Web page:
Dilemma: Disputed consent in a minor

Conflicts where parents disagree about the management of their child’s healthcare arise quite frequently in practice.

A MOTHER recently rang our GP surgery to make an appointment for her six-year-old to seek referral to child and adolescent services because of abnormal behaviour. Mum and child are both registered with the practice. The next day we received a message from the child’s father to say he objects to the referral and does not want it to go ahead. He is not registered and is unknown to the practice. What should we do?

A conflict where parents disagree about the management of their child’s healthcare arises quite frequently in practice. In the situation described here the child is also too young to be actively consulted about her views. Some disputes are related to administrative issues, such as the child’s registered address, and these along with clinical matters require a careful and consistent approach to try to resolve them.

It is useful to start with basic considerations. First, try to establish who has parental responsibility and therefore legal rights in relation to the child. These are helpfully summarised in the GMC’s 0-18 years: guidance for all doctors. This states that mothers and married fathers both have parental responsibility, as do unmarried fathers of children as long as they are named on the child’s birth certificate and the birth was registered after 15 April 2002 in Northern Ireland, 1 December 2003 in England and Wales and since 4 May 2006 in Scotland.

Unmarried fathers can acquire parental responsibility by way of a parental responsibility agreement with the child’s mother, or by getting a parental responsibility order from the courts. Married step-parents and registered civil partners can also acquire parental responsibility in the same ways.

Parents who divorce do not lose parental responsibility, and when a child is taken into care the parents will usually share responsibility with the local authority. Parents do lose parental responsibility if a child is adopted, and it can also be restricted by court order. Adoptive parents, individuals appointed as a child’s testamentary guardian, special guardians or those given a residence order will all have parental responsibility.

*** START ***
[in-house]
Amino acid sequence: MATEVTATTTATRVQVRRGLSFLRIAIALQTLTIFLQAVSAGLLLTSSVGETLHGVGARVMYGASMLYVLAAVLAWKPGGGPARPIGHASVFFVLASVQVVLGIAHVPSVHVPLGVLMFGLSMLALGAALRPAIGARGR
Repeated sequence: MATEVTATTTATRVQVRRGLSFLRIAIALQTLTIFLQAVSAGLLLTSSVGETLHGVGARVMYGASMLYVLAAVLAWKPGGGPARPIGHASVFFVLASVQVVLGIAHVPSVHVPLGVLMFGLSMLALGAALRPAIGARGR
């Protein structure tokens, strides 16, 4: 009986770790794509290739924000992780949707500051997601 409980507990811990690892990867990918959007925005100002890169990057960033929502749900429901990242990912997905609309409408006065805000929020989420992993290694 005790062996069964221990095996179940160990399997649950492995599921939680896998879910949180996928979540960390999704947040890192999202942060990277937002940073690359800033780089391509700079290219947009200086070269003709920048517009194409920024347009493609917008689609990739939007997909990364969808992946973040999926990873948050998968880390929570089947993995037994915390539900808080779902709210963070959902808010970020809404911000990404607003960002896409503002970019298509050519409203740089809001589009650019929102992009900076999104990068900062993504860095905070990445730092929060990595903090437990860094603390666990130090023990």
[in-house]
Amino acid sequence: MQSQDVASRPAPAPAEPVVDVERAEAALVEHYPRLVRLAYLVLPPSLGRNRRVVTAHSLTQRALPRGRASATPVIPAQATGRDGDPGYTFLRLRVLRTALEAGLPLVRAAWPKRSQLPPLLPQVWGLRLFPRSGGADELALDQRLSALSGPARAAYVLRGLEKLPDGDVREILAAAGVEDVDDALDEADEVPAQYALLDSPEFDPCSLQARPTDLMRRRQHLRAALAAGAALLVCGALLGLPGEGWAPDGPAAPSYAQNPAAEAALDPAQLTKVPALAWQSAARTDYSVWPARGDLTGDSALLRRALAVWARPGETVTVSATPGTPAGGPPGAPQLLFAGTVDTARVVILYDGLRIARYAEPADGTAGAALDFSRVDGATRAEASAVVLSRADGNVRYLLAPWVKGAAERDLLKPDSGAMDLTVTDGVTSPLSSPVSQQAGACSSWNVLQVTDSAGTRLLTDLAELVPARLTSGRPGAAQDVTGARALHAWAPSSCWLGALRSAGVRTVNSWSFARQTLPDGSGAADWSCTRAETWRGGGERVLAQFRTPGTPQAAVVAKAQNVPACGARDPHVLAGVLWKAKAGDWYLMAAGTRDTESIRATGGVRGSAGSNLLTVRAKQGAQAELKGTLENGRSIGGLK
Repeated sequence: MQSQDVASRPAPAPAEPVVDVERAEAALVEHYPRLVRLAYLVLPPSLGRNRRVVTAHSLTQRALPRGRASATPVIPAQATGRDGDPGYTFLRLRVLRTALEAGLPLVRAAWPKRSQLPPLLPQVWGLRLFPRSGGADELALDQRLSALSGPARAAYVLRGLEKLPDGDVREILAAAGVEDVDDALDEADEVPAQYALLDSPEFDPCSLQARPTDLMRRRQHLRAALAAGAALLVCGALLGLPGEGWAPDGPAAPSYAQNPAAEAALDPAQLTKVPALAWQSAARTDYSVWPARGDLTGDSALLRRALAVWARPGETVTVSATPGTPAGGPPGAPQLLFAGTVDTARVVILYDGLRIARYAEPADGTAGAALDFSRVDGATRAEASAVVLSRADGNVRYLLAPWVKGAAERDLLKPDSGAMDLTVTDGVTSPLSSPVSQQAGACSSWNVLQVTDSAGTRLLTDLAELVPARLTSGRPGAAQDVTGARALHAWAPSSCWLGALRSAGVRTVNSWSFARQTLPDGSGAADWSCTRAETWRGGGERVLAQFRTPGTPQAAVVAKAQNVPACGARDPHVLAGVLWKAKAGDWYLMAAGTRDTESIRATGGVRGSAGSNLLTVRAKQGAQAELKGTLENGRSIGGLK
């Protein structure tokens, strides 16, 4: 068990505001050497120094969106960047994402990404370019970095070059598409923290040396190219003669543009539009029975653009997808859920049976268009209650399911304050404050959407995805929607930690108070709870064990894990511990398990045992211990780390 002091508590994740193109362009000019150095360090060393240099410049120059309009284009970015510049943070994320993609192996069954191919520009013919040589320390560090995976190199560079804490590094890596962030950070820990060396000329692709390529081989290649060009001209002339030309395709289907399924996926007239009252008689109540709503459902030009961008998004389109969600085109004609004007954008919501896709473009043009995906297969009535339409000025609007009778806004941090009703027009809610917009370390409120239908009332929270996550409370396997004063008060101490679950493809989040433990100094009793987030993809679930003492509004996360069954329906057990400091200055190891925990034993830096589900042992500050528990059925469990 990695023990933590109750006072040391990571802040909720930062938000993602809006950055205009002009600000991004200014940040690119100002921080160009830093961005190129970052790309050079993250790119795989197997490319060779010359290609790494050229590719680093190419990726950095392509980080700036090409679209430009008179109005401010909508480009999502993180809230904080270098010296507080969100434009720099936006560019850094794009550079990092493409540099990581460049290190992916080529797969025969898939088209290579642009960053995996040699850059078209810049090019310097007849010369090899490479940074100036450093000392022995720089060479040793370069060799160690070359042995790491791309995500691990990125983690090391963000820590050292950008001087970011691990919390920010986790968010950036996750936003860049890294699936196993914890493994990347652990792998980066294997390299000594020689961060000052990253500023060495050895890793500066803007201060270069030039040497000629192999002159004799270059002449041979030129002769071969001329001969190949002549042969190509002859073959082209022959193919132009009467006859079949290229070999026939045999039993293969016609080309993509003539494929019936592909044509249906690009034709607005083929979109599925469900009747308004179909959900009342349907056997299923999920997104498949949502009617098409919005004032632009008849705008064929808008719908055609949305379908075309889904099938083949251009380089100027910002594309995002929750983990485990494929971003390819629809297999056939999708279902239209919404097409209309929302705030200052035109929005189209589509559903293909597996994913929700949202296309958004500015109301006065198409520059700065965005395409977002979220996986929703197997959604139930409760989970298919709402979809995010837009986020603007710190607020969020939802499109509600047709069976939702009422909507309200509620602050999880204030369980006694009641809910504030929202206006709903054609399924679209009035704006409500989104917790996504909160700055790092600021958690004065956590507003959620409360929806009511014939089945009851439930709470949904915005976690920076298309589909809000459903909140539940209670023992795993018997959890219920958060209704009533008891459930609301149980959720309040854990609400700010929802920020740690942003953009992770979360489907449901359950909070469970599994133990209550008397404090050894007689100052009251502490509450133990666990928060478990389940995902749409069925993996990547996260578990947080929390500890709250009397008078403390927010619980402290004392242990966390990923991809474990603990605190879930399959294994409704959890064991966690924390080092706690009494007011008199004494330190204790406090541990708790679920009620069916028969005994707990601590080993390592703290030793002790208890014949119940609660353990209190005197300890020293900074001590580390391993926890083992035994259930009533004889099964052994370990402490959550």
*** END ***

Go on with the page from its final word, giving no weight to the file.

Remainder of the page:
MDDUS advises healthcare professionals to get in touch if in any doubt about the legalities of parental responsibility.

In England, Wales and Northern Ireland these responsibilities continue up to the age of 18, and in Scotland up to the age of 16. If one parent has parental responsibility and the other does not, the consent of the parent with legal rights and responsibility is sufficient. However, it is often good practice to consider the other parent’s wishes too.

In many disputes both parents have parental responsibility and so have equal rights and responsibilities towards their child. Therefore the key consideration must always be what is in the child’s best interests.

Best interests are not always clear cut and due regard should be paid to cultural and religious beliefs, the views of those close to the child and other relevant professionals, e.g. school teachers and school nurses and the child’s own views (if they are mature enough). Any action must not be discriminatory and where there are options for treatment the decision should err on the side of being the least restrictive for future choices.

In making any decision about the child’s care therefore consider:

  • What is the suspected condition?
  • What are the options for investigation and treatment?
  • Where will the care take place, e.g. GP or hospital?
  • Does the patient or the parent have concerns or fears about the proposed plan?

Any fears expressed by the patient or parents should be addressed as far as possible. You must act in the child’s best interests having considered the options and their impact on your patient and keep careful notes of discussions with all parties in the child’s record.

Also, be open and honest about the care and the levels of communication that can be provided so that expectations are properly managed, e.g. how updates regarding the child’s health can be provided.

Looking at the scenario above: if Mum alone has parental responsibility she can consent to the referral and this can be made if it is clinically indicated and in the child’s best interests. Careful assessment and discussion with both parents is required and if both have parental responsibility the same principles apply. Consent from Mum alone would suffice if the action is in the child’s best interests, but if it were not, it is reasonable to refuse to make the referral.

Remember that in difficult cases we are happy to advise on the issues arising in these situations.